Reading and writing for pleasure research project 2020-2023

In the context of increased professional and academic interest in the UK and internationally in fostering young readers and writers who choose to read and write for their own pleasure and satisfaction, the Open University is working with Mercers’ Company as their research partner in a project running 2020-2023. Exploring this exciting space with Doorstep Library, Get Islington Reading (Reading Agency and National Literacy Trust), Literacy Pirates, Ministry of Stories, Primary Shakespeare and World Book Day.

Whilst reading for pleasure is mandated (DfE, 2014), writing for pleasure is not so clearly positioned in education policy or practice and there is a real need to identify what approaches and methodologies most effectively motivate and inspire children to find pleasure in reading and writing. Whilst the will to read influences the skill and vice versa (OECD, 2002), in recent years, less assured, reluctant and disadvantaged learners have often been estranged by the dominance of the skills agenda and a more nuanced balance needs to be developed between the will and the skill.

Reading for Pleasure (RfP) research indicates that features such as the social context, the texts, learner agency, choice, informality and the opportunity to engage personally, aesthetically and creatively with others, all serve to motivate young readers, fostering a love of reading (e.g. Cremin, 2020; Cremin et al., 2014; Westbrook et al., 2019). Writing for pleasure (WfP) is often argued for by educationalists, but this area has been less explicitly researched as a concept or a practice. Instead studies tend to examine ‘creative writing’ and the consequence of educators offering increased choice, an audience/purpose for writing and opportunities for children to write and share, and talk about themselves as authors (e.g. Cremin, 2017; 2020; Jesson et al. 2016).

Some work has examined the practices of children who choose to write at home (e.g. Chamberlain, 2015, 2019 a,b) and the influence of RfP on WfP (e.g. Sénéchal, et al. 2018). But for both RfP and WfP the balance between these features and the influence of the way in which they, and other motivating features, are made available in classrooms or programmes is not yet well understood.

As research partners in this project, we are working on a literature review and a three stage meta-analysis drawing the knowledge, skills and data from those involved in the programmes situated within the research literature. With Activity Theory (Engeström, 2011) as our analytic lens, we are examining: the types of resources that are used in the programme, the context within which they take place, the nature of the communities and ethos created, the relationships established with schools, parents and children and how these impact on the young people’s desire to read or write, particularly those who are reluctant or who face barriers to learning of various kinds. This work will reveal programme level nuances that will allow us to examine approaches and features of RfP and WfP across the programmes. Drawing these insights together we aim to shape a RfP/ WfP Framework to articulate new insights into the effective approaches and methodologies that foster children’s RfP and WfP.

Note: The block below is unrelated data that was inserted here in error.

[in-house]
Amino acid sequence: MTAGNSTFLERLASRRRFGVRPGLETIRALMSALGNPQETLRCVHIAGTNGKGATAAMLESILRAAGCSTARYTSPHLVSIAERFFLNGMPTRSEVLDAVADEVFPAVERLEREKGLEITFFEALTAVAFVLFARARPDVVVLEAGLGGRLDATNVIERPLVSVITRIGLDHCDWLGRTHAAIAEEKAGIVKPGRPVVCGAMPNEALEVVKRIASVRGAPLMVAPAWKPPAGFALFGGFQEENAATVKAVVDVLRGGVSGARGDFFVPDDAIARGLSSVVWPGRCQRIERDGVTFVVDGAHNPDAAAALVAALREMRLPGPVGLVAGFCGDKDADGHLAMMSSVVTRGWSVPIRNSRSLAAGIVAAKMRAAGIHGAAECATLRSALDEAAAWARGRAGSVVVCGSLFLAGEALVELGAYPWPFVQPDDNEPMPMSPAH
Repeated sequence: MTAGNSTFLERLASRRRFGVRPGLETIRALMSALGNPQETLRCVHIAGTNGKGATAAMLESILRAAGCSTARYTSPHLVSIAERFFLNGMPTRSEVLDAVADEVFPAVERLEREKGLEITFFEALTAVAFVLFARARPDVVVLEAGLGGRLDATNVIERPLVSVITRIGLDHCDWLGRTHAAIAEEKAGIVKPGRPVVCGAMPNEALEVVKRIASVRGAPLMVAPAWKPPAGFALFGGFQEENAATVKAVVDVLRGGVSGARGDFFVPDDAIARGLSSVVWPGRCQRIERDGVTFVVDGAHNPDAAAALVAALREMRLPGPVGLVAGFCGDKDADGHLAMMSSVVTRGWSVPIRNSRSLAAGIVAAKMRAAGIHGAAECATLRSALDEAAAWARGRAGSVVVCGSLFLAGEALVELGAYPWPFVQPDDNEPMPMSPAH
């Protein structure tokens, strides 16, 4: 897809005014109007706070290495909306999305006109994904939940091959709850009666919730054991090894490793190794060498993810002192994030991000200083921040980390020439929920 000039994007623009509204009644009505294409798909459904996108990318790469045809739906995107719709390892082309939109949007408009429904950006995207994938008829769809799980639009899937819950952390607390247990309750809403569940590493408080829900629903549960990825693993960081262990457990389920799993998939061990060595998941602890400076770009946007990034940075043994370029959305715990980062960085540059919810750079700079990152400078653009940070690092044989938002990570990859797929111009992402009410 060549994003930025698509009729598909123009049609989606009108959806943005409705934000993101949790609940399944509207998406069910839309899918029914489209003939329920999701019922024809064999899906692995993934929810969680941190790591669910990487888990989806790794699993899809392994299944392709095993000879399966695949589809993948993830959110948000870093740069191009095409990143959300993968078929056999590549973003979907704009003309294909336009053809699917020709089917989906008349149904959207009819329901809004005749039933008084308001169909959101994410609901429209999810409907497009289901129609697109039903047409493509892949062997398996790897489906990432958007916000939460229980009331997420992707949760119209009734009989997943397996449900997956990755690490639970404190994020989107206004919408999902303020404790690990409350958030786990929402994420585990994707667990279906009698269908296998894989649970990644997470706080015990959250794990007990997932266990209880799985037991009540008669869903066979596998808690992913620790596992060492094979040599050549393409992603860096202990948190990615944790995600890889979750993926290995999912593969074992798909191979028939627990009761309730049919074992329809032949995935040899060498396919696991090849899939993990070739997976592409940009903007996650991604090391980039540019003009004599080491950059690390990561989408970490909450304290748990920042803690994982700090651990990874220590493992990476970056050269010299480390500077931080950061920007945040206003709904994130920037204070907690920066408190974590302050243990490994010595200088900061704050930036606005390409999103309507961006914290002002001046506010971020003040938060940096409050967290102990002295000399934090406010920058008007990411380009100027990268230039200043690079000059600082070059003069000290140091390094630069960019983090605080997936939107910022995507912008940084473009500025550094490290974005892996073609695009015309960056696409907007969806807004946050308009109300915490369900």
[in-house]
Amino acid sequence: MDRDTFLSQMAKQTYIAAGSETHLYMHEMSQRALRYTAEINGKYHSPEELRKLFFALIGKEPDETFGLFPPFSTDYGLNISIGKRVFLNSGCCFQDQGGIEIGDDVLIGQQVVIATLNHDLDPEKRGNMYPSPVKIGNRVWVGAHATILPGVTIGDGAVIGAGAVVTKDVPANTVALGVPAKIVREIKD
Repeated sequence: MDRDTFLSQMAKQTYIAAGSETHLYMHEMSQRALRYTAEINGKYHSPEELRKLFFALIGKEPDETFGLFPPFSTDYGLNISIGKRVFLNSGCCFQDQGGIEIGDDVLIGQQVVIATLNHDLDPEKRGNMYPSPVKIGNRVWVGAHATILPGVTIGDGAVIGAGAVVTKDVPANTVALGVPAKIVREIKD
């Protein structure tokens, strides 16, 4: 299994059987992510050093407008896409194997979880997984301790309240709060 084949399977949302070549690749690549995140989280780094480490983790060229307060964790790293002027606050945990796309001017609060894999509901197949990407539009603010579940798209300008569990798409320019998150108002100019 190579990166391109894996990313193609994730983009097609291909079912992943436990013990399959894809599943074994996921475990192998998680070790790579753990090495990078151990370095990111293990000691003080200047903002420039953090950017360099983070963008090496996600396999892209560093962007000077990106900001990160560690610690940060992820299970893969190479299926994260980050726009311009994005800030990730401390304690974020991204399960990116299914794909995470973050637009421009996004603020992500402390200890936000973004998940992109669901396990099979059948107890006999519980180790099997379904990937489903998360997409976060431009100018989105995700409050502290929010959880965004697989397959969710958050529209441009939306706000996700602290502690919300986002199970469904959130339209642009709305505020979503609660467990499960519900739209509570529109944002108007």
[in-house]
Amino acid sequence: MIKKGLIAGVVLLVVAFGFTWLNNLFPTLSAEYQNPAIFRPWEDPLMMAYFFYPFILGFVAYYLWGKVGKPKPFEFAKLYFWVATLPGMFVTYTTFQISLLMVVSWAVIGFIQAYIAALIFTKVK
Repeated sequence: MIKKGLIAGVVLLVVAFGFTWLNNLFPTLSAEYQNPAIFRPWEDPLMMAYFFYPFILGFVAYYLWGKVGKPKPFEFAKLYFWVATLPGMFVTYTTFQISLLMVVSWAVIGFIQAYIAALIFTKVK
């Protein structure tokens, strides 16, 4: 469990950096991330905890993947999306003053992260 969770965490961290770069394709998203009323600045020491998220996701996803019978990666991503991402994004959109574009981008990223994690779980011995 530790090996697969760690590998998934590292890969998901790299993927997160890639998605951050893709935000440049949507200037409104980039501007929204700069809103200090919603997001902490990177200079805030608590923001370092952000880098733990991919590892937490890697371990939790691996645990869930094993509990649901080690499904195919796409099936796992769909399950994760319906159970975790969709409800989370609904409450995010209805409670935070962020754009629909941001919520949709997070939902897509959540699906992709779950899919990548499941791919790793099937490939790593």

The OU Team: Prof Teresa Cremin, Dr Liz Chamberlain, Dr Helen Hendry, Dr Sarah Jane Mukherjee.

 

References:
Chamberlain, L. (2015) Exploring the out-of-school writing practices of three children aged 9-10 years old and how these practices travel across and within the domains of home and school. Education doctoral thesis. The Open University. Available at: http://oro.open.ac.uk/46792/
Chamberlain, L (2019 a) Places, spaces and local customs: honouring the private worlds of out of-school text creation, Literacy, 53 (1):39-45
Chamberlain, L (2019 b) Inspiring Writing in Primary Schools, Second edition, Exeter, Learning Matters.
Cremin, T. Mottram, M. Powell, S, Collins R and Safford K. (2014) Building Communities of Engaged Readers: Reading for pleasure London and NY: Routledge.
Cremin, T. (2017) Apprentice story writers in T. Cremin, R. Flewitt, B. Mardell, and J. Swann. (eds) (2017) Storytelling in Early Childhood: Enriching Literacy, and Classroom Culture, pp. 67-84. Routledge, London.
Cremin, T. (2020) Apprenticing authors: Nurturing children’s identities as writers in H. Chen, D,. Myhill and H. Lewis Developing writers across primary and secondary years pp. 113-130 London and Sydney: Routledge.
Department for Education (2014) The National Curriculum: Primary curriculum [Available from: https://www.gov.uk/government/publications/national-curriculum-in-england-primary-curriculum.
Engeström, Y. (2011) Activity Theory and Learning at Work. In: Malloch, M., Cairns, L., Evans, K. and O’Connor, B. (eds) The Sage Handbook of Workplace Learning. London: Sage.
Jesson, R., Fontich, X. & Myhill, D. (2016). Creating dialogic spaces: Talk as a mediational tool in becoming a writer. International Journal of Educational Research, 80: 155-163.
OECD (2002) Reading for Change: Results from PISA 2000 https://www.oecd.org.
Sénéchal, M., Hill, S. & Malette, M. (2018) ‘Individual differences in grade 4 children’s written compositions: Planning, revising, oral storytelling, reading for pleasure’ Cognitive Development 45:92–104.
Westbrook, J., Sutherland, J. Oakhill, J. and Sullivan, S. (2019) ‘Just reading’: the impact of a faster pace of reading narratives on comprehension of poorer adolescent readers in English classrooms Literacy 53(2) 60-68.

The OU Team: Prof Teresa Cremin, Dr Liz Chamberlain, Dr Helen Hendry, Dr Sarah Jane Mukherjee.

 

 

 

 

 

 

 

 

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